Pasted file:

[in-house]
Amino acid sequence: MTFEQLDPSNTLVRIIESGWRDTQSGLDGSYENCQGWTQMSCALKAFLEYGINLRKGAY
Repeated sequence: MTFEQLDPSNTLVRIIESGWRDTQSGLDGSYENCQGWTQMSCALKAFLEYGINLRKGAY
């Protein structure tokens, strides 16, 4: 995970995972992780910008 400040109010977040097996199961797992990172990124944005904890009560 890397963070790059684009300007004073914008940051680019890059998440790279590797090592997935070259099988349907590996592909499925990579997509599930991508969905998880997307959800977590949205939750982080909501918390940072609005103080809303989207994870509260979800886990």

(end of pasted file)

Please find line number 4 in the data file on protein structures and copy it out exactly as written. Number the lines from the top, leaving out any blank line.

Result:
């Protein structure tokens, strides 16, 4: 995970995972992780910008 400040109010977040097996199961797992990172990124944005904890009560 890397963070790059684009300007004073914008940051680019890059998440790279590797090592997935070259099988349907590996592909499925990579997509599930991508969905998880997307959800977590949205939750982080909501918390940072609005103080809303989207994870509260979800886990």